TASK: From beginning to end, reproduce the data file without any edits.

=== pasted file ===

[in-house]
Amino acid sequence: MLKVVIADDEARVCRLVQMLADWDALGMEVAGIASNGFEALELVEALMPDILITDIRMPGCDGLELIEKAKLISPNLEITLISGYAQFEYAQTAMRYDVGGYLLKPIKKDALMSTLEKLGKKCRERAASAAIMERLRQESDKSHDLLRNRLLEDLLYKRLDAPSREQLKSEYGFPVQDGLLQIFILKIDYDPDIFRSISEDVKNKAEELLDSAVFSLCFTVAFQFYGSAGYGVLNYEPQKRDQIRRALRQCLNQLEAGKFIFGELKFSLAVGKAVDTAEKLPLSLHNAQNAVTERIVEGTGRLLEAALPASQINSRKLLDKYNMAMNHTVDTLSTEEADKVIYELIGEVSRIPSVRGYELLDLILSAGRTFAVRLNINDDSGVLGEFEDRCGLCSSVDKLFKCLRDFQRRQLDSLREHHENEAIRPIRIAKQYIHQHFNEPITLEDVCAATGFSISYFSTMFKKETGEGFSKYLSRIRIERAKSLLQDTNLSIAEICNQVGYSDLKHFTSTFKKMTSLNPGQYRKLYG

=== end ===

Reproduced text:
[in-house]
Amino acid sequence: MLKVVIADDEARVCRLVQMLADWDALGMEVAGIASNGFEALELVEALMPDILITDIRMPGCDGLELIEKAKLISPNLEITLISGYAQFEYAQTAMRYDVGGYLLKPIKKDALMSTLEKLGKKCRERAASAAIMERLRQESDKSHDLLRNRLLEDLLYKRLDAPSREQLKSEYGFPVQDGLLQIFILKIDYDPDIFRSISEDVKNKAEELLDSAVFSLCFTVAFQFYGSAGYGVLNYEPQKRDQIRRALRQCLNQLEAGKFIFGELKFSLAVGKAVDTAEKLPLSLHNAQNAVTERIVEGTGRLLEAALPASQINSRKLLDKYNMAMNHTVDTLSTEEADKVIYELIGEVSRIPSVRGYELLDLILSAGRTFAVRLNINDDSGVLGEFEDRCGLCSSVDKLFKCLRDFQRRQLDSLREHHENEAIRPIRIAKQYIHQHFNEPITLEDVCAATGFSISYFSTMFKKETGEGFSKYLSRIRIERAKSLLQDTNLSIAEICNQVGYSDLKHFTSTFKKMTSLNPGQYRKLYG